One of the smallest wading bird species to visit British shores, the Temminck’s stint is now classed as a ‘former breeder’ in the UK, with breeding pairs no longer regularly observed. Passage migrants may still be seen, particularly on the eastern coast in May.
The Snipe is a common but shy wader seen throughout the United Kingdom. These cryptic birds make a living by probing marshy ground for invertebrates in the mud below.
Sanderlings run tirelessly along sandy beaches, rushing down to feed as the waves recede and sprinting back, seemingly hoping to keep their feet dry. Their comical antics and non-descript looks belie an impressive avian that makes remarkable migrations between Arctic nesting grounds and overwintering grounds as distant as the southern tips of South America and South Africa.
Named for its red-orange legs, the Redshank is a common and noisy wader of the United Kingdom. These wary birds are present throughout the year, although they are most numerous in the winter non-breeding season.
A hardy wading bird that thrives in the bleak Arctic tundra landscapes of northeastern Canada, Greenland and Iceland, purple sandpipers arrive on wintering grounds along the northeastern coast of the United States and the UK each autumn, to forage for molluscs and crustaceans on rocky shores and coastal headlands.
Pectoral Sandpipers are mid-sized waders that breed on wet tundra landscapes across the northernmost extremes of North America and the Siberian Arctic. Their epic annual migration return trips of up to 30,000 km are one of the most lengthy of any bird species, similar to those undertaken by the Arctic tern.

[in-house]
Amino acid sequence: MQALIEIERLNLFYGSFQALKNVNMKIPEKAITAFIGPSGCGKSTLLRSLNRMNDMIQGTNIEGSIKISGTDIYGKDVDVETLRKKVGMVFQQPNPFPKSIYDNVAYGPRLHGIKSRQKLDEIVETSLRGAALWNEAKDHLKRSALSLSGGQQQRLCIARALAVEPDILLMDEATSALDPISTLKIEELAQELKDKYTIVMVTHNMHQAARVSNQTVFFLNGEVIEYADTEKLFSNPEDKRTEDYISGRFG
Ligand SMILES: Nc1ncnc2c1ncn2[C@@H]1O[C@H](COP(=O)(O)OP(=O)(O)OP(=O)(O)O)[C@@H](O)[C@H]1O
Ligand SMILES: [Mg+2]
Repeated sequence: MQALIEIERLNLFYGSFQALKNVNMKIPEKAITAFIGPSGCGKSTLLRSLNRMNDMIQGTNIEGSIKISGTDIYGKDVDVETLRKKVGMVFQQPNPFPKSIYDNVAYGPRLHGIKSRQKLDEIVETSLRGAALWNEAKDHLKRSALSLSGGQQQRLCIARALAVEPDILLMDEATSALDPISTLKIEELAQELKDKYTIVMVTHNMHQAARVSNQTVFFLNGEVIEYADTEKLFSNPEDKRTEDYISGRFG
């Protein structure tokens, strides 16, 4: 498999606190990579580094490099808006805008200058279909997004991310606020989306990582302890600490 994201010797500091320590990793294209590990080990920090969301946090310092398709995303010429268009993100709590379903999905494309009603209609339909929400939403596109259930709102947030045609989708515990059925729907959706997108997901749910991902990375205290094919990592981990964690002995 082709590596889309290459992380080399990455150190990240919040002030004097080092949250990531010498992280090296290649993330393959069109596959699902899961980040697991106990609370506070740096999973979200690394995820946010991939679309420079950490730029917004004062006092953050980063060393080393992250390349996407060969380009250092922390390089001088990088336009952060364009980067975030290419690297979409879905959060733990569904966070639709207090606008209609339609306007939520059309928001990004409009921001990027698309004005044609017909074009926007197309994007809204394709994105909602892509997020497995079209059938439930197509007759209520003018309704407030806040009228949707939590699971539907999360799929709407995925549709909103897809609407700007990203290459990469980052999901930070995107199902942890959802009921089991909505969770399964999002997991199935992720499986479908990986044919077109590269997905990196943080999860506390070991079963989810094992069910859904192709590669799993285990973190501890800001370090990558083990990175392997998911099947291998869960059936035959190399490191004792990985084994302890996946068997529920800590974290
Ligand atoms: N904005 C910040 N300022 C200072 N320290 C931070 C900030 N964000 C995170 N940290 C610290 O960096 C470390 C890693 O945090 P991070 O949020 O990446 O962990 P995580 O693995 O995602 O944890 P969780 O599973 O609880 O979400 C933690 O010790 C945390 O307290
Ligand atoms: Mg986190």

One of the world’s smallest wading birds, little stints cover enormous distances on their annual migrations between breeding grounds in the Arctic Circle and winter territories in southern Africa and South Asia. A handful of individual birds spend winter in the UK, and records of vagrant birds reaching North America are occasionally reported.
Highly camouflaged and elusive, the jack snipe is a small wading bird that spends winters on mudflats and freshwater wetlands across Britain. Smaller and less common than the UK’s other native snipe, the common snipe, jack snipes are harder to spot due to their tendency to crouch low and remain hidden among reeds.
The grey phalarope’s winter and summer plumage are so distinctly different that the species is known by an entirely different name in the US. In the UK, the bird’s name reflects its post-breeding plumage, which is dominated by light grey and white. However, in the US, it is known as the red phalarope, after the more vibrant orange-red plumage seen during the breeding season.
Green sandpipers are stocky shorebirds similar to the common sandpiper. They spend winters at inland freshwater wetlands in southern Europe and northern and central Africa after raising their young in swampy forests and wet woodland landscapes across northern Europe.
The Dunlin is a small wading bird from the sandpiper family Scolopacidae. Dunlins breed across North America and northern Europe, and Asia and are one of the most widely distributed wading birds, with ten subspecies.
Identified as being from a group of birds known as Waders, within North America they are generally referred to as Shorebirds. This monotypic species, a long distance migrant, is considered to have an Amber Conservation Status otherwise known as Near Threatened.
The largest European wading bird, the Eurasian curlew is easy to identify with its elongated bow-shaped bill and spindly legs. In winter groups of curlews known as ‘curfews’ forage together in coastal wetlands, and up to 66,000 pairs breed in the UK and are resident all year round.
Belonging to a group of birds generally called waders or shorebirds, the common sandpiper prefers freshwater habitats as opposed to saltwater locations.
An impressive, proud looking wader with particularly fine summer plumage which migrates south from its northern breeding grounds from July to October, returning for the summer from late February through April.